Copyright © 2006-2008 Huiqing Li, Simon Thompson
Authors: Huiqing Li (email@example.com) [web site: http://www.cs.kent.ac.uk/projects/forse].
Wrangler is an Erlang refactoring tool that supports interactive refactoring of Erlang programs. The current snapshot (Wrangler 0.1) is still a prototype, made available so that you can play with basic refactoring support for Erlang programs, and give us feedback or bug reports.
We DO NOT recommend to use this prototype on your production source just yet!
Refactoring is the process of improving the design of a program without changing its external behaviour. While refactoring by hand is possible, tool support for refactoring is invaluable as it is more reliable, and allows refactoring to be done (or undone) easily. Wrangler is such a tool that supports interactive refactoring of Erlang programs. The current snapshot of Wrangler supports a small number of basic Erlang refactorings, including renaming variable/function/module names and generalisation of a function definition.
Built on top of the functionalities provided by the Erlang syntax-tools package, Wrangler is embedded in the Emacs editing environment, and makes use of the functionalities provided by Distel, an Emacs-based user interface toolkit for Erlang, to manage the communication between the refactoring tool and Emacs.
Below is a snapshot of Wrangler, which shows a particular refactoring scenario. The user has selected the expression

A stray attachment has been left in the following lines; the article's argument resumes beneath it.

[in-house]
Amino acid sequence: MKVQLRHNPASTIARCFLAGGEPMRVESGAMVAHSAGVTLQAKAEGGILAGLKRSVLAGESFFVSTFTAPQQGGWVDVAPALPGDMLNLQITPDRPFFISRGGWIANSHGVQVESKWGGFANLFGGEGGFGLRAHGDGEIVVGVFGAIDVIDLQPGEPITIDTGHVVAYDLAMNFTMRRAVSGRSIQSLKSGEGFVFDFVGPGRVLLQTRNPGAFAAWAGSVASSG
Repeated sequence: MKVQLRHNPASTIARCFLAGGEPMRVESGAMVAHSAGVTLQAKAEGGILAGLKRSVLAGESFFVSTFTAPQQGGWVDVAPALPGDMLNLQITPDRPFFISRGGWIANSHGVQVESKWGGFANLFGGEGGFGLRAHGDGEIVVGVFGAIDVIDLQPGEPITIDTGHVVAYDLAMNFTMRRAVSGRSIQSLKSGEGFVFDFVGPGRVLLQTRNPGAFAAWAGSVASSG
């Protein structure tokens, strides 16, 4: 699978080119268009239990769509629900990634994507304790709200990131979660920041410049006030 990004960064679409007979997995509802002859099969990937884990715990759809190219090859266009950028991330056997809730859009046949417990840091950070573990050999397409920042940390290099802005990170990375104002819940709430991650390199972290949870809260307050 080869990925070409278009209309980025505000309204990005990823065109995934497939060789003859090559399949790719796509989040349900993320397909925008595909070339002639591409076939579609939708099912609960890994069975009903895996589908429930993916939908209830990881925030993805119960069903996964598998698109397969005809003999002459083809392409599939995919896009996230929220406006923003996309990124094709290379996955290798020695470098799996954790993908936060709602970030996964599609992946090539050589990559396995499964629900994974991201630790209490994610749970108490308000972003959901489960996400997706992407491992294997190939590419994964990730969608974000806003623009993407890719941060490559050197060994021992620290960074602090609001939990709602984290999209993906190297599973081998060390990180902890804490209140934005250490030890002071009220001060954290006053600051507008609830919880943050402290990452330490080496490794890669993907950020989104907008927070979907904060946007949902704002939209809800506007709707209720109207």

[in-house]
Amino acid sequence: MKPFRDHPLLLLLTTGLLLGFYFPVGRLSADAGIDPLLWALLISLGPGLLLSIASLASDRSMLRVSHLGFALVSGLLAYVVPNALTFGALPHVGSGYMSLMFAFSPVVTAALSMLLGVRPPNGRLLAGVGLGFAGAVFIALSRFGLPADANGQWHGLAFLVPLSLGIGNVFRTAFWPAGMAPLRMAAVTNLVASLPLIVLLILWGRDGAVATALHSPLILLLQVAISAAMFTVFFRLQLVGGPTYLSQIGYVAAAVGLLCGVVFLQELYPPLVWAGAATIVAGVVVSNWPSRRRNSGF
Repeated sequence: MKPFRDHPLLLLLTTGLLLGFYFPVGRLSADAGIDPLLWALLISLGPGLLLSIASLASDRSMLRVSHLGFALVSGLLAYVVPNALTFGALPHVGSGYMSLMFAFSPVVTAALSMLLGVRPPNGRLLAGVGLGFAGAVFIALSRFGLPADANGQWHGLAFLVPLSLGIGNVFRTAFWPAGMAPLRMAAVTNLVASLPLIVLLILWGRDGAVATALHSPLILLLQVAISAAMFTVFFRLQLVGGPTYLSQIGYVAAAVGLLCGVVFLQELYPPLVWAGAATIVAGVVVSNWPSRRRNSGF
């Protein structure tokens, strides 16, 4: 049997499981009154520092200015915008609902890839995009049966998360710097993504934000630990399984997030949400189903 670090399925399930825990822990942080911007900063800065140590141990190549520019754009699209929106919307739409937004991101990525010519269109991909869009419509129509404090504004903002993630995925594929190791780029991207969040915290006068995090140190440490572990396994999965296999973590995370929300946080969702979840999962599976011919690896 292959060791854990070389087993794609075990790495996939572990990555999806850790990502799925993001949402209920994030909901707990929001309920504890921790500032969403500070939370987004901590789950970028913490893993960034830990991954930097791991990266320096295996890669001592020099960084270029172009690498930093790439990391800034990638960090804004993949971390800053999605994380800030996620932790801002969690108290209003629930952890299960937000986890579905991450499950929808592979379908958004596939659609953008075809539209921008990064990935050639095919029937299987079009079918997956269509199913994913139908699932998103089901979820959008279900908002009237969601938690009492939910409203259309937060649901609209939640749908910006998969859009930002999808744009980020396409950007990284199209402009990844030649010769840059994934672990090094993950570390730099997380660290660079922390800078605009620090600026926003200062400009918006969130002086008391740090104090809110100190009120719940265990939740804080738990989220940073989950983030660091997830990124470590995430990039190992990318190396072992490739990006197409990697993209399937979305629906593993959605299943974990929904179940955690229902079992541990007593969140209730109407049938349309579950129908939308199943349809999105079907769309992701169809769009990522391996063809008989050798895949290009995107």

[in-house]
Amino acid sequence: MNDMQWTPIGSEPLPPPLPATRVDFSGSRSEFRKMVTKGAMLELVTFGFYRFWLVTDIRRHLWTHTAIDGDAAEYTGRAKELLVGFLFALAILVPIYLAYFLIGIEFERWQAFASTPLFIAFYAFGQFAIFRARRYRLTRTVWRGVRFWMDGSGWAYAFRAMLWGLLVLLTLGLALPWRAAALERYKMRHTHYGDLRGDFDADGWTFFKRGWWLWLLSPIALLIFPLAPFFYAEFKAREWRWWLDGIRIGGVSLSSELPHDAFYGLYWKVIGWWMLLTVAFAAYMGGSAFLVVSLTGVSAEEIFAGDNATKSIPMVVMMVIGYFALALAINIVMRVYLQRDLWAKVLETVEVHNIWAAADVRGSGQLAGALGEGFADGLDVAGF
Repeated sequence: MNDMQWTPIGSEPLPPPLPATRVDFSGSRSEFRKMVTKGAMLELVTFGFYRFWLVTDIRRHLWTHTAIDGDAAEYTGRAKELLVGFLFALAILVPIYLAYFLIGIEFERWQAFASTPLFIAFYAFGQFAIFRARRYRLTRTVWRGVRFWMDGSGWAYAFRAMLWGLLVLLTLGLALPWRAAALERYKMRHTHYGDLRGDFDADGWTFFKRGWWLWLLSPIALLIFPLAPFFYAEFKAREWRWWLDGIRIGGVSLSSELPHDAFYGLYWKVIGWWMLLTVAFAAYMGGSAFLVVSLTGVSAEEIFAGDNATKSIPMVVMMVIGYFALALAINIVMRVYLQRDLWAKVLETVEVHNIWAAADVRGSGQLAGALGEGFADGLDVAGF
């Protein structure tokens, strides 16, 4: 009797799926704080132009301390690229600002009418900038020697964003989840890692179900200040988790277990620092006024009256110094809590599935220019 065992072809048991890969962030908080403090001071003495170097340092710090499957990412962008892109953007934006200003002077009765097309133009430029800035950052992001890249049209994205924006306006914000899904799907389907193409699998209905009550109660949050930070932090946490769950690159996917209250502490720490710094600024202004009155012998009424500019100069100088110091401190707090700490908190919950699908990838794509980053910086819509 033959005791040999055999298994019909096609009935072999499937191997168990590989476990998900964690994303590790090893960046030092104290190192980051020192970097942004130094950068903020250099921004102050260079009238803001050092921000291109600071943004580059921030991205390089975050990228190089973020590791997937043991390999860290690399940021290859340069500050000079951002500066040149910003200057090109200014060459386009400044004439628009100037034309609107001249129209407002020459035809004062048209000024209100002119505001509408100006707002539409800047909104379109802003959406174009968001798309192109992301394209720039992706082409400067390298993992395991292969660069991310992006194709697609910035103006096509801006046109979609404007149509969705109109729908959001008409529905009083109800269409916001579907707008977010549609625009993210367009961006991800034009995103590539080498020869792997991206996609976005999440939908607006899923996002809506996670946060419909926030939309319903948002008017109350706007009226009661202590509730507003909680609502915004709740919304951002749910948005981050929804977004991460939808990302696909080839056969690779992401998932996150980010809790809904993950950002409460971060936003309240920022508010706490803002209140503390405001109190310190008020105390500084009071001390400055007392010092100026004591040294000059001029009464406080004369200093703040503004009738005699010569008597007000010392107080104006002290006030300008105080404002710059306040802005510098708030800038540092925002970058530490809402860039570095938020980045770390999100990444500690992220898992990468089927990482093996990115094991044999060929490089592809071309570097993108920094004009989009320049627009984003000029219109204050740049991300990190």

io:format("Hello") in the definition of
repeat/1 , has chosen the Generalise Function Definition command from the Refactor menu, and has just entered a new parameter name A in the mini-buffer.
The result of this refactoring is shown in the snapshot below.
All the implemented refactorings are module-aware. In the case that a refactoring affects more than one module in the program, a message telling which files have been modified by the refactorer will be given after the refactoring has been successfully dine. The Customize command from the Refactor allows the user to specify the boundary of the program, i.e. the directories that will be searched and analysed by the refactorer, as shown in the example snapshot below.
Undo is supported by the refactorer. Applying undo once will revert the program back to the status right before the last refactoring performed. However, PLEASE NOTE that the refactorer undo is currently separate from the Emacs undo, and undoing a refactoring will lose all the editing activities after the refactoring.
Wrangler makes use of functionalities provided by the
epp_dodger module from Erlang SyntaxTools to parse Erlang source code, and the refactorer should be able to refactor Erlang modules
containing preprocessor directives and macro applications, as long as these are syntactically
"well-behaved" , otherwise the refactorer will give a syntax error message.
Our Refactoring Functional Programs project webpage contains more information and references about refactoring functional, especially Haskell, programs; and our progress and ideas about refactoring Erlang programs are available at our FORSE project webpage.